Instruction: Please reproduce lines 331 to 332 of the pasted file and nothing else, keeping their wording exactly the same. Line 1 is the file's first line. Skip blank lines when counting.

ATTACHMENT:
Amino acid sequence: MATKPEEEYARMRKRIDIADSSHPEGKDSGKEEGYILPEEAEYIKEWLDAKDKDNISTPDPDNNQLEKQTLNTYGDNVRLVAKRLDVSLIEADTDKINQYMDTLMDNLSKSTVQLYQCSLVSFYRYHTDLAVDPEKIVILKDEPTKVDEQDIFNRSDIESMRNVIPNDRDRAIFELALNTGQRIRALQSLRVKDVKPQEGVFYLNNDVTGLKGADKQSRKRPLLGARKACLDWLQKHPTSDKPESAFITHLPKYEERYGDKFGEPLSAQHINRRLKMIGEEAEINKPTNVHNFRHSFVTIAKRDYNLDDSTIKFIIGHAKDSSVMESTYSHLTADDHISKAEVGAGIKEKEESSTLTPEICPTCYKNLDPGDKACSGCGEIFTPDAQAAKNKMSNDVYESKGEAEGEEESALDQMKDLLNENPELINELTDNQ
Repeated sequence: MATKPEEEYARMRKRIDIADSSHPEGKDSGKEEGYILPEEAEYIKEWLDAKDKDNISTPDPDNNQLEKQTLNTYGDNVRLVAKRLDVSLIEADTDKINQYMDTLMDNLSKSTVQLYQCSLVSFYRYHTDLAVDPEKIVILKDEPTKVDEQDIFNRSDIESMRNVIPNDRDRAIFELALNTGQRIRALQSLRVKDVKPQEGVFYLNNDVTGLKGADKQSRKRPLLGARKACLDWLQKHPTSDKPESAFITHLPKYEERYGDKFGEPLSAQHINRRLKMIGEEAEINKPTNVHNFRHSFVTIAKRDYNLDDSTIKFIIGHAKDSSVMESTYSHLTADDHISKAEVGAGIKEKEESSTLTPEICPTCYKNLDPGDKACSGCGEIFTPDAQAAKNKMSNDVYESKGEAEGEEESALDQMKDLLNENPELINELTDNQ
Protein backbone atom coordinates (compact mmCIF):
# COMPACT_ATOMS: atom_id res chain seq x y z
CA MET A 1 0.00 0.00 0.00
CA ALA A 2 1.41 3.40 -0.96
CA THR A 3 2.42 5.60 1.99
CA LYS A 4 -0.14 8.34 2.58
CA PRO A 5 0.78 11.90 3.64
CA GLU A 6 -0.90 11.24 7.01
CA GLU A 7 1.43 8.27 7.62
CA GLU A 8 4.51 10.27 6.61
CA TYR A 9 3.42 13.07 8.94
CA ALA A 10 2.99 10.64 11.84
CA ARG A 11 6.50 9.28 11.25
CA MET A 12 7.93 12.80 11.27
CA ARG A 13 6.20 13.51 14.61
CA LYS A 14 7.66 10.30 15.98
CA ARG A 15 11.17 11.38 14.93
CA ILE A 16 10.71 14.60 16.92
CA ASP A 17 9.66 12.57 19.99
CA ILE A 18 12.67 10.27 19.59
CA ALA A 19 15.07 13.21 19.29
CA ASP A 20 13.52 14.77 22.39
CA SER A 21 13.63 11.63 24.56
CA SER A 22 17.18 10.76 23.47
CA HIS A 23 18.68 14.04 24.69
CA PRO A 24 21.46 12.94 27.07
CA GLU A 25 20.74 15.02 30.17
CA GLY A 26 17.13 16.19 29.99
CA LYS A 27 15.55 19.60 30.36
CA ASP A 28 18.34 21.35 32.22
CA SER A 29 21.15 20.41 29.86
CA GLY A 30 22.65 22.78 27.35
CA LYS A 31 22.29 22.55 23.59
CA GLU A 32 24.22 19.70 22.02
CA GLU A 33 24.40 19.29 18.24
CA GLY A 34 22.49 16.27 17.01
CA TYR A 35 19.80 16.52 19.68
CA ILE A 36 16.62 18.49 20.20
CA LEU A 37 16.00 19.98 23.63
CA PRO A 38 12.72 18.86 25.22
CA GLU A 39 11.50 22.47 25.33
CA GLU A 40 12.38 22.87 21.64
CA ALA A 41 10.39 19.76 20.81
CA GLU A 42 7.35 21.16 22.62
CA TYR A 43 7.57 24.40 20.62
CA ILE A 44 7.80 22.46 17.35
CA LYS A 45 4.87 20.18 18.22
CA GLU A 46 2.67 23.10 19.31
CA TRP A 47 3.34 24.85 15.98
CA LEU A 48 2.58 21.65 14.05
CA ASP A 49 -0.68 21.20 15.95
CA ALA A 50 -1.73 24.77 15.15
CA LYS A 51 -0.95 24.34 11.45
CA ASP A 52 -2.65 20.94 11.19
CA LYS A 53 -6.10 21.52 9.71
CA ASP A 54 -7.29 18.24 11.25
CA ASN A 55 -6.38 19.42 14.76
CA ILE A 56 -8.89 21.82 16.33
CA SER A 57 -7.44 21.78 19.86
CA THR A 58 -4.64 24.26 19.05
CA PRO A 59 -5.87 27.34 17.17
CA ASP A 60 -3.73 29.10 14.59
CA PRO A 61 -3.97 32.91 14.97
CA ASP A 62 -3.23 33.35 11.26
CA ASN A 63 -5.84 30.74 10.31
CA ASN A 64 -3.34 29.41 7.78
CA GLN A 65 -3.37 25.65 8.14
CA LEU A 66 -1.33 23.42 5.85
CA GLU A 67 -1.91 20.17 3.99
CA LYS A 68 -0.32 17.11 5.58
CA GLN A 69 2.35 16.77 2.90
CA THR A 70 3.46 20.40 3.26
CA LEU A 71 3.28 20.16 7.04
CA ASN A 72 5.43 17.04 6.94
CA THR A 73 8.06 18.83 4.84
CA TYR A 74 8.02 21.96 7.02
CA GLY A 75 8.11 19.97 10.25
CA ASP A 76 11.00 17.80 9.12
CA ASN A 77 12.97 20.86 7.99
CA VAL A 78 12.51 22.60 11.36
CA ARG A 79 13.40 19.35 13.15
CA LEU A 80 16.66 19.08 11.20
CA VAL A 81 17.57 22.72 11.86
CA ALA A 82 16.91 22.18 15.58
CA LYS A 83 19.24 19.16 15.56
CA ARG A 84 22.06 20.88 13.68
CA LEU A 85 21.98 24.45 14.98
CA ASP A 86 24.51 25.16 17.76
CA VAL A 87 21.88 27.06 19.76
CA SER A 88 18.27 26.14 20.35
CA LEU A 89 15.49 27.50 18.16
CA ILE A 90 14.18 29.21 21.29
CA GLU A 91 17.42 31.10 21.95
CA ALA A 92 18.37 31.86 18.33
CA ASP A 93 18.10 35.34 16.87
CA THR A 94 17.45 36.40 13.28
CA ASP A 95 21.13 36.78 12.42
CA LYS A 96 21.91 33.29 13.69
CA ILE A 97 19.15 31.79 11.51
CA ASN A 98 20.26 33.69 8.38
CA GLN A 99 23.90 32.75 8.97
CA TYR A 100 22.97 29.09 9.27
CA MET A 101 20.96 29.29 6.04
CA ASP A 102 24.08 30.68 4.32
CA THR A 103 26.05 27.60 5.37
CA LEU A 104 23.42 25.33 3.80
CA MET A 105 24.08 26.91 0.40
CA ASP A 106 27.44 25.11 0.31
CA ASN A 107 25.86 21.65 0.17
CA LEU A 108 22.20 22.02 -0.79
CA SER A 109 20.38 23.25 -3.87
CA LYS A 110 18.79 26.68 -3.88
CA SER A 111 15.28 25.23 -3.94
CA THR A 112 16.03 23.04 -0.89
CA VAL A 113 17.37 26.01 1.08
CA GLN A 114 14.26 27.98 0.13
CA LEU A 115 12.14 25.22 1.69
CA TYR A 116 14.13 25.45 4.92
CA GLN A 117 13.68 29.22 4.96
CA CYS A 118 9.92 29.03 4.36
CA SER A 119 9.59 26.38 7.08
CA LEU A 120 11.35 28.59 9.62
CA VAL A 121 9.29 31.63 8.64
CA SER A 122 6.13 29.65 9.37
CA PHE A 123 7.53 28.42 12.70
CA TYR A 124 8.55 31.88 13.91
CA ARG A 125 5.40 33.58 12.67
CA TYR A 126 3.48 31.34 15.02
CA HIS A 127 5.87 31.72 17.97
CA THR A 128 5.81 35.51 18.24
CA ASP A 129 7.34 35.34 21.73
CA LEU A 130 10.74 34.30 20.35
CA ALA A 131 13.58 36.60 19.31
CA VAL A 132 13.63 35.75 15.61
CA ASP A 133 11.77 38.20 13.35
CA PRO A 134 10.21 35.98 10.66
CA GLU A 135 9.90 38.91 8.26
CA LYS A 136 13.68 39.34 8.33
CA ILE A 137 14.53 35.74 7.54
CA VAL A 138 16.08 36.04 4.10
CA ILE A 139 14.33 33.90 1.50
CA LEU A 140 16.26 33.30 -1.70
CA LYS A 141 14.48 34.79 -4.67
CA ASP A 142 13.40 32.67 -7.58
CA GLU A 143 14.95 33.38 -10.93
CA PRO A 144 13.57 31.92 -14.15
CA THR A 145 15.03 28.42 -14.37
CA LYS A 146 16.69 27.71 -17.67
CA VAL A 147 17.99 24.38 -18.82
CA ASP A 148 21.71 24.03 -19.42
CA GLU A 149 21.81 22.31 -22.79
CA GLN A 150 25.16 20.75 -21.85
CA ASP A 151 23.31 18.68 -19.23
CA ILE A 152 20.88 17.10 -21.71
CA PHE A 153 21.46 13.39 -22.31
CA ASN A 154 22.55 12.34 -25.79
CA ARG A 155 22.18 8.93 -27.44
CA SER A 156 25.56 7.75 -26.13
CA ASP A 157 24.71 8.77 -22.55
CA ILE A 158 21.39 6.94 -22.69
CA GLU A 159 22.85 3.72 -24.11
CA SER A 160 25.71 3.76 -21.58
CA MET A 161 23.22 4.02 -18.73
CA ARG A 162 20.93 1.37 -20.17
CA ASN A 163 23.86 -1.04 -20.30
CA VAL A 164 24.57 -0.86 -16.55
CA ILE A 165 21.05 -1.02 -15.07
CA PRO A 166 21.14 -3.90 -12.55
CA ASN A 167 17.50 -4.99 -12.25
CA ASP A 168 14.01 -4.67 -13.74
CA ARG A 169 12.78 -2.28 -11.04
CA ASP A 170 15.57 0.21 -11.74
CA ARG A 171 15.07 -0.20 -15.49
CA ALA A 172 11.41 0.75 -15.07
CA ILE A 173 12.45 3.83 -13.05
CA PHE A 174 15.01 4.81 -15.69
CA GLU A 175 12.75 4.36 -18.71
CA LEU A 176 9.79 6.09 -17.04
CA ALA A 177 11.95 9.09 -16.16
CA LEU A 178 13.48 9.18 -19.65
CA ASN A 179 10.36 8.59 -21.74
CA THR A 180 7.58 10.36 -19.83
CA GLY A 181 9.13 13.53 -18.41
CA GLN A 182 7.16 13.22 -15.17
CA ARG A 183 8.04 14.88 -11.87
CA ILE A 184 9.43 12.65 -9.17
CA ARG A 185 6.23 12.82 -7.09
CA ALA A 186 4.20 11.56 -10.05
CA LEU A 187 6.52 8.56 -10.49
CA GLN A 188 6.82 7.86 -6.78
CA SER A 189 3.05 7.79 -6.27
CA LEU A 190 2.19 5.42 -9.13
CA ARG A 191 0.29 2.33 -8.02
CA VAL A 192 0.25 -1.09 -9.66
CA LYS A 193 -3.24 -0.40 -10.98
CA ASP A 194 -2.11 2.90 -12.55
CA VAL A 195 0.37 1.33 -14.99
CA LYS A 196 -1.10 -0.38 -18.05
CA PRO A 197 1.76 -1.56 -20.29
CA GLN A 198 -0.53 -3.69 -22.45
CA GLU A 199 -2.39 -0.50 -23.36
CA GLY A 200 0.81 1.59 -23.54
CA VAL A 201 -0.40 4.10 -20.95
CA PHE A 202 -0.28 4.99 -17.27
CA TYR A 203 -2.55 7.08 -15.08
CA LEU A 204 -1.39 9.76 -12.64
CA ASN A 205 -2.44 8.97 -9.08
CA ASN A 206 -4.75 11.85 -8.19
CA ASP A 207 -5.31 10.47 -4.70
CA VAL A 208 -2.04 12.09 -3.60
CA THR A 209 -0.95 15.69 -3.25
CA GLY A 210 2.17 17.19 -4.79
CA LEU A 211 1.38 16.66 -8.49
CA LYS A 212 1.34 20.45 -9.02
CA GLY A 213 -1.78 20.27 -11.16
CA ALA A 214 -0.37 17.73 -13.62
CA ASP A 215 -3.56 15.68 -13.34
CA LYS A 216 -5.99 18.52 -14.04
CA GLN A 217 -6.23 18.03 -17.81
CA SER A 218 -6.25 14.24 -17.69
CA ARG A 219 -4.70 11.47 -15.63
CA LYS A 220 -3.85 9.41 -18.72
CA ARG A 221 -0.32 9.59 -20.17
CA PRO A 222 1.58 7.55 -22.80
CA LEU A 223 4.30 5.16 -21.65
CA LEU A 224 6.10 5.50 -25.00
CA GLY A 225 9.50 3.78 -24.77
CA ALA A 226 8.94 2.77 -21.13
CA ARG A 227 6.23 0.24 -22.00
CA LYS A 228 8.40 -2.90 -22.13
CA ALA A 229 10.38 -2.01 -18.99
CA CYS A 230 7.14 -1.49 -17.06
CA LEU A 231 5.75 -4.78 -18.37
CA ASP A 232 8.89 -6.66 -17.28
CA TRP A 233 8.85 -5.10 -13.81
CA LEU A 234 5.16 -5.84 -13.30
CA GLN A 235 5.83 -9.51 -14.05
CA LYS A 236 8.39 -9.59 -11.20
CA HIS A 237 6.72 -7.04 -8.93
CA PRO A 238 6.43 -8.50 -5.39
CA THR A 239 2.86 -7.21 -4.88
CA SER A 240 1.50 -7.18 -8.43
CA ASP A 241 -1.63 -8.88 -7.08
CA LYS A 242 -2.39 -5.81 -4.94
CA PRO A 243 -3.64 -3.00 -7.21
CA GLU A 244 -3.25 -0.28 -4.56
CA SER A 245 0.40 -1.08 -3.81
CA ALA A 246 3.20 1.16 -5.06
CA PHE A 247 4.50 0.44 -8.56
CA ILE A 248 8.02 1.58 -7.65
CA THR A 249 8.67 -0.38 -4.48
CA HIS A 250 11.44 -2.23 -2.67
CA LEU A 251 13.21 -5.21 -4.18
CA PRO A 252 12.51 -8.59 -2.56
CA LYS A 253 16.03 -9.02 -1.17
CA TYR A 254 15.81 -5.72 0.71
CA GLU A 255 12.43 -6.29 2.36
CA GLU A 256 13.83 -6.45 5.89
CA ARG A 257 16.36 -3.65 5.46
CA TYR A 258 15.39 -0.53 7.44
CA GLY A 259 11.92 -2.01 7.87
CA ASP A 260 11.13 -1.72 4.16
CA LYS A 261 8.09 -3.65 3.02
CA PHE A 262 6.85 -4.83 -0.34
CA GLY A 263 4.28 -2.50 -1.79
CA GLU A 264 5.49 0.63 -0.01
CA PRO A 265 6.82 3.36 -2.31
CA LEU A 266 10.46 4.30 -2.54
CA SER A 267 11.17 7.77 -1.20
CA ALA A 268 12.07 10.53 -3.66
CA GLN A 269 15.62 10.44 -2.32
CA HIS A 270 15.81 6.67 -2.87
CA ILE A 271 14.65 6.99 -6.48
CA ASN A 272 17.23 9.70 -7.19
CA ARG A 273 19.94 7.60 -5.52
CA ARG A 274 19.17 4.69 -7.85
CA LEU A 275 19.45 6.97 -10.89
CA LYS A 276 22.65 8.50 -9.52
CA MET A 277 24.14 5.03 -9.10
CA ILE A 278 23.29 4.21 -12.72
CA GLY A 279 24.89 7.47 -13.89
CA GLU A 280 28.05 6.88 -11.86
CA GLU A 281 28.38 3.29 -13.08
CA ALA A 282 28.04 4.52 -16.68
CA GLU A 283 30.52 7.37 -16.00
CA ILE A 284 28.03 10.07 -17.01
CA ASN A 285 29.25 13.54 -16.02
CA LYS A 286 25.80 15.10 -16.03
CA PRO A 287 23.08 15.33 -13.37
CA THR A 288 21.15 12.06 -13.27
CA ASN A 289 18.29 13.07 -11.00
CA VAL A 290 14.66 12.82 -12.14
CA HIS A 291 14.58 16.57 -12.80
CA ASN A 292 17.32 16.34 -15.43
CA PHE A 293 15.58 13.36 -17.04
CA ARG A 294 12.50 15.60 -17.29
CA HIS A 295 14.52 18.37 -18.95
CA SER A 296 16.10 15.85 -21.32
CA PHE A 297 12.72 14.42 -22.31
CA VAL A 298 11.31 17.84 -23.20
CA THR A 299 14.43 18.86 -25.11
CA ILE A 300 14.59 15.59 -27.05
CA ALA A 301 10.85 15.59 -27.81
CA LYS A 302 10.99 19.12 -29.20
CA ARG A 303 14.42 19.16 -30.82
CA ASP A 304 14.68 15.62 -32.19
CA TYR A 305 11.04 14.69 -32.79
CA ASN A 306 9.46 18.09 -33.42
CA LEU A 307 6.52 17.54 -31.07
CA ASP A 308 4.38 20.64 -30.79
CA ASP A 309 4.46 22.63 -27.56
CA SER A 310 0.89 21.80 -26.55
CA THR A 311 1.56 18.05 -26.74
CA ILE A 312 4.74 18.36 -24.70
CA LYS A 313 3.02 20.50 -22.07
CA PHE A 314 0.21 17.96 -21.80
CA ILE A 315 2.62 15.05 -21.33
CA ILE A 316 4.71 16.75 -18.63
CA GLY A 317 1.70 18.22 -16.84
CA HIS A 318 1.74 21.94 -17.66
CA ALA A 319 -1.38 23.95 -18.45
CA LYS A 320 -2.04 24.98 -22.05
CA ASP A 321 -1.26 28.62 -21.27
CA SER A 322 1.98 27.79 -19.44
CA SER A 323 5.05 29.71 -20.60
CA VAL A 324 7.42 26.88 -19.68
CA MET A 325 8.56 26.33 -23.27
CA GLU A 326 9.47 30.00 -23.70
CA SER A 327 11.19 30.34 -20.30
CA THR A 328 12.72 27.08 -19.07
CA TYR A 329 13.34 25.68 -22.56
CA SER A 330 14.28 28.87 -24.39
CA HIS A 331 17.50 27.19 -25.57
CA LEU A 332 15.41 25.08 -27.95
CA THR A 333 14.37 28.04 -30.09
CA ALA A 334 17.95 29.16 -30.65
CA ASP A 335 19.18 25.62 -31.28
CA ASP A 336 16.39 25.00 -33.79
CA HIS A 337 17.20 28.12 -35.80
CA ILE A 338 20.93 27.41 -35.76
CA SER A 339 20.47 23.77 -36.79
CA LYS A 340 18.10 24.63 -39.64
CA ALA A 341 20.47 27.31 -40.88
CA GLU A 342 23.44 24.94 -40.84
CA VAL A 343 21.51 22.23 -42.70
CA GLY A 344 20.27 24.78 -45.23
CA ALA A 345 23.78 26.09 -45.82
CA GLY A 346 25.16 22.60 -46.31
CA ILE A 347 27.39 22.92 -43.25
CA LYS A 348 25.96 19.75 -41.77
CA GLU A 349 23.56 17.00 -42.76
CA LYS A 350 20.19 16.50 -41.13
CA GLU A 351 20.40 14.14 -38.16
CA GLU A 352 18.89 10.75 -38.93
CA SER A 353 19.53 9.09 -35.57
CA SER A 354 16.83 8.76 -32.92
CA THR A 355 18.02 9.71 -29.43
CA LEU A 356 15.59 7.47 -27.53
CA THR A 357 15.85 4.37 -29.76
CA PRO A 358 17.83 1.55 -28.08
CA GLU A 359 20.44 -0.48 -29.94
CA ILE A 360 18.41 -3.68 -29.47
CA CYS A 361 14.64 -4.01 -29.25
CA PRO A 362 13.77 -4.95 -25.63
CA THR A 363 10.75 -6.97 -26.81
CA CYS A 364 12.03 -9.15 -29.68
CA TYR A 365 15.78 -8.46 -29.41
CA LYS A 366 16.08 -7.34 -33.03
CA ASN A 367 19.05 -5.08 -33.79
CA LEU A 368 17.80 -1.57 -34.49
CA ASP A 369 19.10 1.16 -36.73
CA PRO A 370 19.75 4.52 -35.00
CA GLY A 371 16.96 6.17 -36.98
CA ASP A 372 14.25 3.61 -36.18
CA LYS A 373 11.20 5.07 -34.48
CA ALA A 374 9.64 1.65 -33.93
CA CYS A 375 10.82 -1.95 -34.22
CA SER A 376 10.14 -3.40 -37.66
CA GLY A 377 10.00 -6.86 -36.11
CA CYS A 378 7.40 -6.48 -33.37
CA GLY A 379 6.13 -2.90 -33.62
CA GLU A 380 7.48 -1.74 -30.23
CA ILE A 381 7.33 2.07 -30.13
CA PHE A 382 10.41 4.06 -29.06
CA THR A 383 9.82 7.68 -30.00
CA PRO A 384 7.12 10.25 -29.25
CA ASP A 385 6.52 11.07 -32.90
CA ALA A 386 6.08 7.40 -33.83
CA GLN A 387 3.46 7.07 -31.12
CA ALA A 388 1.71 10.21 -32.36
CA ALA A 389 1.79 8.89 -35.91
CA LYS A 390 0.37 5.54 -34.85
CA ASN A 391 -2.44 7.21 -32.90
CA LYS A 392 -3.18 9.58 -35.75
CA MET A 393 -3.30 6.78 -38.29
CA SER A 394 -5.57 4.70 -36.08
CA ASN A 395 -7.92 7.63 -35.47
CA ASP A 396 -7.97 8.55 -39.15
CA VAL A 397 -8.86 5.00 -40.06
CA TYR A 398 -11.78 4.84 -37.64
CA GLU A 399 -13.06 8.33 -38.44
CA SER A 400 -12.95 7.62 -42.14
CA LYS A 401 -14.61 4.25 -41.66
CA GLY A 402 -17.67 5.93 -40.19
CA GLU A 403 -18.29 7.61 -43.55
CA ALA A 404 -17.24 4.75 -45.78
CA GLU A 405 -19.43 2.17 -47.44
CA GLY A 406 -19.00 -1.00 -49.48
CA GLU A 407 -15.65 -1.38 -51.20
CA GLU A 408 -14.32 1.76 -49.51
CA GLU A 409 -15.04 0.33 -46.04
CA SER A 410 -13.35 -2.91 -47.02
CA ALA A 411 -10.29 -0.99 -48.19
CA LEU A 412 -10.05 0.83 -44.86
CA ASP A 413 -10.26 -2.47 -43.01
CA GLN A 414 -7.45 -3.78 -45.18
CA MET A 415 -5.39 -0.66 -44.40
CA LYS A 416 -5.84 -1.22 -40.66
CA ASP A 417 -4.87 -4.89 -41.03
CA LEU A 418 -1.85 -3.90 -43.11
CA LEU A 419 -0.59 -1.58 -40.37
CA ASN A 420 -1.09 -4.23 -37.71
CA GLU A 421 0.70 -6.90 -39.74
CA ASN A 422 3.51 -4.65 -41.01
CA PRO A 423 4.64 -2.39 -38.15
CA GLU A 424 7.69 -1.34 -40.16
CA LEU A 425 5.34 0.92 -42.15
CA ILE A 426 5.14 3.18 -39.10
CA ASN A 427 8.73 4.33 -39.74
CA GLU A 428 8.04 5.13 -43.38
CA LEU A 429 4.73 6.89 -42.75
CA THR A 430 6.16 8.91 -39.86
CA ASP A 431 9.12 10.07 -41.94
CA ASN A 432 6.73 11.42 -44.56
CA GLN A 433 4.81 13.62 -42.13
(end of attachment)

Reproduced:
CA SER A 327 11.19 30.34 -20.30
CA THR A 328 12.72 27.08 -19.07